Pittsburgh residents take a lot of pride from where they live, and are constantly seeking to improve their city. Awareness festivals on topics ranging from gay and lesbian equality to alternative transportation like biking and busing are frequently held in Pittsburgh’s avenues and parks. However, there are some issues that get more attention than others. The treatment of illegal immigrants is one issue that isn’t often examined here, and it can feel like a problem that only cities along the southern border or a busy coast have to worry about. The Hiawatha Project aims to show us how the issue of treatment of illegal immigrants is just as important in Pittsburgh as it is in Arizona.
The Hiawatha Project is a new theater company led by Anya Martin and Michelle Carello. According to Martin and Carello the purpose of Hiawatha Project is to create original performance pieces that “explore specific social questions through myth, free association, and movement.” Hiawatha Project is a troupe on a mission, seeking to not only entertain and question, but also to raise awareness and build strong community relations. Their debut project is “Camino,” a tale of two men who have gone missing, and two women trying to find them. The play is inspired by the true migration and detention stories of two Pittsburgh immigrants. The play will explore the impact of laws such as Arizona SB 1070 are the for-profit immigration detention and deportation system.
Hiawatha Project aims to release a new piece every two years. The two-year development phase is necessary for the intricate procedures Martin and Carello undergo to ensure authenticity and foster community involvement. For the development of “Camino,” Hiawatha Project interviewed Milton and Stephanie Mejia (the young Latino couple who inspired the piece) as well as Pittsburgh lawyers and activists. Hiawatha Project also researched published viewpoints and news articles concerning today’s immigration policies. The artistic direction of “Camino” was developed in collaboration with Jovenes Sin Nombres, a local Latino arts youth group.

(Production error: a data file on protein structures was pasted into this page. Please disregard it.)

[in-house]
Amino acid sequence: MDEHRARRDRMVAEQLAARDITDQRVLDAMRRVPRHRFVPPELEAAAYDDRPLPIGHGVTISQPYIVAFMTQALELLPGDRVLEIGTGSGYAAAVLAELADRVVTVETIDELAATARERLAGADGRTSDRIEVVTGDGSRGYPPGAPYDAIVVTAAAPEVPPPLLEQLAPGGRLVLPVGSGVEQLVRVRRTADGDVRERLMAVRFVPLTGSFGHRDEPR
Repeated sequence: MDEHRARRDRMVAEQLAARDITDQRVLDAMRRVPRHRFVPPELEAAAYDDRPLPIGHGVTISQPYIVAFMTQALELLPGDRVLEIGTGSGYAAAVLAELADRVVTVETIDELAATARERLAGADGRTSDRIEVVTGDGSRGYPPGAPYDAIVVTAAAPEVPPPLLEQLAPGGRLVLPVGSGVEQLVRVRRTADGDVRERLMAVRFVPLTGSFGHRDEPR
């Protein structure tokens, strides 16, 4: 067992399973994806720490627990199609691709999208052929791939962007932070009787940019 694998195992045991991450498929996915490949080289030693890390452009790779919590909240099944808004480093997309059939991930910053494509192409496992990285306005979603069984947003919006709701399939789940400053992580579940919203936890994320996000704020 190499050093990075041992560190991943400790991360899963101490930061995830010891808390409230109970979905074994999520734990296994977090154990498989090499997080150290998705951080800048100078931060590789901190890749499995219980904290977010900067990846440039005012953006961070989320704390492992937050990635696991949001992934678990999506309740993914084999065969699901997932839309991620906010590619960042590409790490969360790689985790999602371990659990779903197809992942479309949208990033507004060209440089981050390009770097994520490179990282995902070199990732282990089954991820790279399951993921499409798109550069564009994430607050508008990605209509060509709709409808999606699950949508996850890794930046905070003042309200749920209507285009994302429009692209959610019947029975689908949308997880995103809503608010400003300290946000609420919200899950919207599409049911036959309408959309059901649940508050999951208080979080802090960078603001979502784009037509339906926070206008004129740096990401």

The development of “Camino” took two years and in that time Hiawatha Project worked hard to refine their production. However, for the piece to be a success and for the theater company to finally launch in full, “Camino” needed to be fully produced. While the desire and the commitment from the team working on the play were already in place, the funds were not. Money was needed for the things necessary to bring the play from the development phase to the execution phase such as renting practice and performance space at Dance Alloy Theatre and providing stipends to artists involved. To raise the amount necessary, Hiawatha Project applied for funding through The Sprout Fund’s Seed Award program which provided the funding necessary to realize a full production.
“Camino” debuted on September 15 and ran through September 24 at Dance Alloy Theatre on Penn Avenue. See what’s next for the Hiawatha Project at www.hiawathaproject.org.